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Washington state justices strike down drug possession law

The ruling came in the case of a Spokane woman who had received a pair of jeans from a friend that had a small bag of methamphetamine in a pocket.

SPOKANE, Wash. — The Washington Supreme Court has struck down the state's felony drug possession law because it doesn't require prosecutors to prove that someone knowingly or intentionally possessed drugs.

The ruling came in the case of a Spokane woman who had received a pair of jeans from a friend that had a small bag of methamphetamine in a pocket.

Five justices said in the decision Thursday the state law was unconstitutional because it criminalized her passive, unknowing conduct, in violation of her due process protections. 

Another justice would have overturned the woman's conviction by interpreting the law as requiring proof that the drugs were possessed intentionally.

Lawyers say a Washington Supreme Court decision striking down the state's felony drug possession law could result in tens or hundreds of thousands of convictions being vacated.

It could also mean shorter sentences for many current prisoners doing time for other crimes if past drug possession convictions boosted their offender scores.  

“We’re all in shock,” said state Representative Gina Mosbrucker, R-Goldendale. 

Mosbrucker said the ruling could lead to the release or reduction of sentences for thousands of state and county inmates. 

In addition to community safety concerns, Mosbrucker said she is worried about the impact on those who get into drug treatment after they are arrested. 

”It's heartbreaking. We have a heart for those who are suffering from addiction, absolutely, but there's not the infrastructure existing out there currently, in order to get them the help that they need,” Mosbrucker said.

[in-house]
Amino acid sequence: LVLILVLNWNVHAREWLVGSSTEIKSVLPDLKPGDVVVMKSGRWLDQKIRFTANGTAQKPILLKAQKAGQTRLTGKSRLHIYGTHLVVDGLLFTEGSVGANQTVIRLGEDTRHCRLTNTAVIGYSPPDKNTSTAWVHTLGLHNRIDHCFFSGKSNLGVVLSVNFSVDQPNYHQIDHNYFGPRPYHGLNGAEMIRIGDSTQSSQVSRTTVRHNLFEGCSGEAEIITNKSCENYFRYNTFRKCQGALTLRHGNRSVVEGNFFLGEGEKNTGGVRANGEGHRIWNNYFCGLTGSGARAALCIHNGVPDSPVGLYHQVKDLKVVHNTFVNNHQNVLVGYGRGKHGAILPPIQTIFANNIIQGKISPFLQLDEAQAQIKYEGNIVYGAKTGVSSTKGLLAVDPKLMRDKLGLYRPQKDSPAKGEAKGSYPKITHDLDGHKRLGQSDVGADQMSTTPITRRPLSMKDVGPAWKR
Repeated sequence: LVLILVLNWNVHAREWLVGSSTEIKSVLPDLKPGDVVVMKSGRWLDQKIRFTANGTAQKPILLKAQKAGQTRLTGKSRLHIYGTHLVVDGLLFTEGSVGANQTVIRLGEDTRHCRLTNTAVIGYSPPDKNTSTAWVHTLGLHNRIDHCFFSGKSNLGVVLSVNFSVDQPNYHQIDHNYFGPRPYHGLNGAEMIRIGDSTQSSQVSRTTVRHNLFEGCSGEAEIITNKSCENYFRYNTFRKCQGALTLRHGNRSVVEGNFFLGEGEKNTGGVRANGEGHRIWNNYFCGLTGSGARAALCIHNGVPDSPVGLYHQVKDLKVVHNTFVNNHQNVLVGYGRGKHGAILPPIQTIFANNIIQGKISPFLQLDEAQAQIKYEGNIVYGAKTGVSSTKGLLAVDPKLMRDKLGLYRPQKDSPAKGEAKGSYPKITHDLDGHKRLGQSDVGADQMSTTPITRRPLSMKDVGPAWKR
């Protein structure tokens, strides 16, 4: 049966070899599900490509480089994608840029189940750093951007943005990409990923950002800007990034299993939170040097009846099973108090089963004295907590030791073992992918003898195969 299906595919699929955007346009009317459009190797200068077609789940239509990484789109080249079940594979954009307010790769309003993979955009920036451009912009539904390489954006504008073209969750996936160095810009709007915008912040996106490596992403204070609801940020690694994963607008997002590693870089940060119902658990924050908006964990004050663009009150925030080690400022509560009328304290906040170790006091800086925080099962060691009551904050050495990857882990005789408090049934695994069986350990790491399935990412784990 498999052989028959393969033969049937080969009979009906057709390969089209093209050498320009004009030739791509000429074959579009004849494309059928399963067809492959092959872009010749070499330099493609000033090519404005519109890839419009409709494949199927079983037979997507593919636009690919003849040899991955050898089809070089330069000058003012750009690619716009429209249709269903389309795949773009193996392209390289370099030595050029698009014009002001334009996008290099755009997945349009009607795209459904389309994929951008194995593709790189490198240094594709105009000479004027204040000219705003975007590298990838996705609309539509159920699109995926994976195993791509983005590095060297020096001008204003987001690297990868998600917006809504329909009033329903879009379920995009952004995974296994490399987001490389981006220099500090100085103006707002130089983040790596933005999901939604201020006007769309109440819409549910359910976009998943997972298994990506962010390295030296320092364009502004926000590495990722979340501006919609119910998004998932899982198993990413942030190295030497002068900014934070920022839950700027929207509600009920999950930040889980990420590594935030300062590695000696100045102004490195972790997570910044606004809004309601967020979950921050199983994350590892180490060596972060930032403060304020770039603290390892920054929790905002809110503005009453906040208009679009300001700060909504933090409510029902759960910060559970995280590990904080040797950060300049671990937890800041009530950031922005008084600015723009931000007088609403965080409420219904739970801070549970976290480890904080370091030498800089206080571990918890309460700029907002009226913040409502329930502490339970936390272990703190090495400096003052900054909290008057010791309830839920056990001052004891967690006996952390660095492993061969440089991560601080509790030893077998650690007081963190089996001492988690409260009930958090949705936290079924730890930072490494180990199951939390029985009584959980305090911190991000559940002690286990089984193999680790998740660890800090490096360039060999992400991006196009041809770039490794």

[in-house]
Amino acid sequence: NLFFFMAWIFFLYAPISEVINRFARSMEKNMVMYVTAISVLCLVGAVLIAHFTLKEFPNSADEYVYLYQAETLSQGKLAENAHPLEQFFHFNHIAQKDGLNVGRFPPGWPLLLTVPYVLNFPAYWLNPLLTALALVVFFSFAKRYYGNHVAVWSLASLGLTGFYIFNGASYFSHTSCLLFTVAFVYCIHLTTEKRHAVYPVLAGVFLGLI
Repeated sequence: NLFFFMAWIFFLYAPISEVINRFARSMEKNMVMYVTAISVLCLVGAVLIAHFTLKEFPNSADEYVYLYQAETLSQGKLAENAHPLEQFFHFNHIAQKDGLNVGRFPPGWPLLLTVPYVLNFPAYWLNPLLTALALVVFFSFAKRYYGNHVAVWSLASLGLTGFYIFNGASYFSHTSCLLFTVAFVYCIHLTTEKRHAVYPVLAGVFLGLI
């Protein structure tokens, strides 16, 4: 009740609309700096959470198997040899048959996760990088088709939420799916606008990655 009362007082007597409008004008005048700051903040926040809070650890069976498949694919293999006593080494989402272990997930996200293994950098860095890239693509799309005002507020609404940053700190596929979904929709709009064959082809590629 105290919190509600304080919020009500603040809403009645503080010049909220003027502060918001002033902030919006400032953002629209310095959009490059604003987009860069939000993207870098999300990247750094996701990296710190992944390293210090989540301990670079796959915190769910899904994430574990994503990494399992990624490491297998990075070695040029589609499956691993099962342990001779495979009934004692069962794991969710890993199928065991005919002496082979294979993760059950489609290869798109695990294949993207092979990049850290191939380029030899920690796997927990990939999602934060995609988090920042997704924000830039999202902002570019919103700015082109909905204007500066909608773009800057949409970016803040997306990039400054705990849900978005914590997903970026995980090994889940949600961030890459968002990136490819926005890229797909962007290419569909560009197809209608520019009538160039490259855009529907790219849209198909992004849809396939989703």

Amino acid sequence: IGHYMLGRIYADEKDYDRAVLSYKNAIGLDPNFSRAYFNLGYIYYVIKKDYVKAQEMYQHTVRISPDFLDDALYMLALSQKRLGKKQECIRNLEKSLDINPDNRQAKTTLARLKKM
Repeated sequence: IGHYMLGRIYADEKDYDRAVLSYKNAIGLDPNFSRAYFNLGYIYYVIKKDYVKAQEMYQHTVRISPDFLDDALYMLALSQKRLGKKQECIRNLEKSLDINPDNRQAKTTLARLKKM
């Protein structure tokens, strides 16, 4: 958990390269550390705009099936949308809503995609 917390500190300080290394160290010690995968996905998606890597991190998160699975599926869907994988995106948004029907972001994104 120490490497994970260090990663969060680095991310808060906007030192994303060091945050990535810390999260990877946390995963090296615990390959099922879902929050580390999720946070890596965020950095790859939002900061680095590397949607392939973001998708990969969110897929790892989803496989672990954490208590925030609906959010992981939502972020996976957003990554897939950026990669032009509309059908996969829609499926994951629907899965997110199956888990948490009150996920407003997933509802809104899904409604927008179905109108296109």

Democratic Sen. Manka Dhingra said state lawmakers can clarify, or rewrite the law, but she said the deadline has passed in the legislative session to introduce new bills. 

She did not know if legislators would take up the issue this year. 

“This is a huge decision, it really does have consequences that we are just trying to figure out,” Dhingra said. “It does turn our system upside down quite a bit, because we just have so much, so many drug conviction cases, on our books.” 

The Seattle Police Department and Pierce County Sheriff's Office said officers and deputies will no longer arrest someone solely on the possession of drugs and drugs found in those instances will not be confiscated.

"This ruling does not impact any other charges that may be evident to officers during an encounter....This ruling also does not limit officers’ ability to conduct investigations involving other illegal drug activity. However, officers must have reasonable suspicion or probable cause to investigate those other crimes," SPD's directive said, in part.

King County Prosecuting Attorney Dan Satterberg urged lawmakers to amend the drug possession law to make it comply with the state constitution.

"While there will be a significant amount of work necessary to comply with this ruling in the courthouses throughout the state, it is equally important that the Legislature take steps now to amend this statute to correct the defect found by the Supreme Court. The Legislature should act with a sense of urgency to add the necessary elements to make this statute constitutional this session, and not leave a defective statute on the books," he wrote on his blog.

He also said his office has not prosecuted anyone for being in possession of less than a gram of any drug since 2018.

You can read the court's entire ruling here.